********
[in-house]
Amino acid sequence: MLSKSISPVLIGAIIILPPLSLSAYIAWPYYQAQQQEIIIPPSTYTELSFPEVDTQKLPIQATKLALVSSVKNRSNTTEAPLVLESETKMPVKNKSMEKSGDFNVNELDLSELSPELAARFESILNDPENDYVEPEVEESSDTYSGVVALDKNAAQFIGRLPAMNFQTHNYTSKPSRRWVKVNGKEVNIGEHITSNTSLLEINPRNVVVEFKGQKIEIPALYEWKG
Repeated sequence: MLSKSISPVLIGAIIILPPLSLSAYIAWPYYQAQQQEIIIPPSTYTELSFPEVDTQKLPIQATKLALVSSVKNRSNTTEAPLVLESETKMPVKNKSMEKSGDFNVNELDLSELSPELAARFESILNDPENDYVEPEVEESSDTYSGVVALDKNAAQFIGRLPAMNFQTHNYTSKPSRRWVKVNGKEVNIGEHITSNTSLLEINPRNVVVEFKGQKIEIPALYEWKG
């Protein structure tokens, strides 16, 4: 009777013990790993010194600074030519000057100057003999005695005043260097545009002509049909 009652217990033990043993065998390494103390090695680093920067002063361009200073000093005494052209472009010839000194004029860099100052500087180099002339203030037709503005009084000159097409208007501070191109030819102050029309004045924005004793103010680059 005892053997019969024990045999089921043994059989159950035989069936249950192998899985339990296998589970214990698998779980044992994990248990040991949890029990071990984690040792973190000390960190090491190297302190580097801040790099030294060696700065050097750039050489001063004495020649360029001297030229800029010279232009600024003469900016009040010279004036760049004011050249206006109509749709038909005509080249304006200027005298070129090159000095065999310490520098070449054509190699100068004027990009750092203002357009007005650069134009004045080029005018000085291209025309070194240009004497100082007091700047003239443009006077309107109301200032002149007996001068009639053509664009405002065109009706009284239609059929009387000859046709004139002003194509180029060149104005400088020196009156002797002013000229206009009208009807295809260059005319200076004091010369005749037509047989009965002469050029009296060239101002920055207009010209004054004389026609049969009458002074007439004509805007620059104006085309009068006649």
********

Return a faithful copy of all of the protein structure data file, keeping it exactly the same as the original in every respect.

[in-house]
Amino acid sequence: MLSKSISPVLIGAIIILPPLSLSAYIAWPYYQAQQQEIIIPPSTYTELSFPEVDTQKLPIQATKLALVSSVKNRSNTTEAPLVLESETKMPVKNKSMEKSGDFNVNELDLSELSPELAARFESILNDPENDYVEPEVEESSDTYSGVVALDKNAAQFIGRLPAMNFQTHNYTSKPSRRWVKVNGKEVNIGEHITSNTSLLEINPRNVVVEFKGQKIEIPALYEWKG
Repeated sequence: MLSKSISPVLIGAIIILPPLSLSAYIAWPYYQAQQQEIIIPPSTYTELSFPEVDTQKLPIQATKLALVSSVKNRSNTTEAPLVLESETKMPVKNKSMEKSGDFNVNELDLSELSPELAARFESILNDPENDYVEPEVEESSDTYSGVVALDKNAAQFIGRLPAMNFQTHNYTSKPSRRWVKVNGKEVNIGEHITSNTSLLEINPRNVVVEFKGQKIEIPALYEWKG
């Protein structure tokens, strides 16, 4: 009777013990790993010194600074030519000057100057003999005695005043260097545009002509049909 009652217990033990043993065998390494103390090695680093920067002063361009200073000093005494052209472009010839000194004029860099100052500087180099002339203030037709503005009084000159097409208007501070191109030819102050029309004045924005004793103010680059 005892053997019969024990045999089921043994059989159950035989069936249950192998899985339990296998589970214990698998779980044992994990248990040991949890029990071990984690040792973190000390960190090491190297302190580097801040790099030294060696700065050097750039050489001063004495020649360029001297030229800029010279232009600024003469900016009040010279004036760049004011050249206006109509749709038909005509080249304006200027005298070129090159000095065999310490520098070449054509190699100068004027990009750092203002357009007005650069134009004045080029005018000085291209025309070194240009004497100082007091700047003239443009006077309107109301200032002149007996001068009639053509664009405002065109009706009284239609059929009387000859046709004139002003194509180029060149104005400088020196009156002797002013000229206009009208009807295809260059005319200076004091010369005749037509047989009965002469050029009296060239101002920055207009010209004054004389026609049969009458002074007439004509805007620059104006085309009068006649």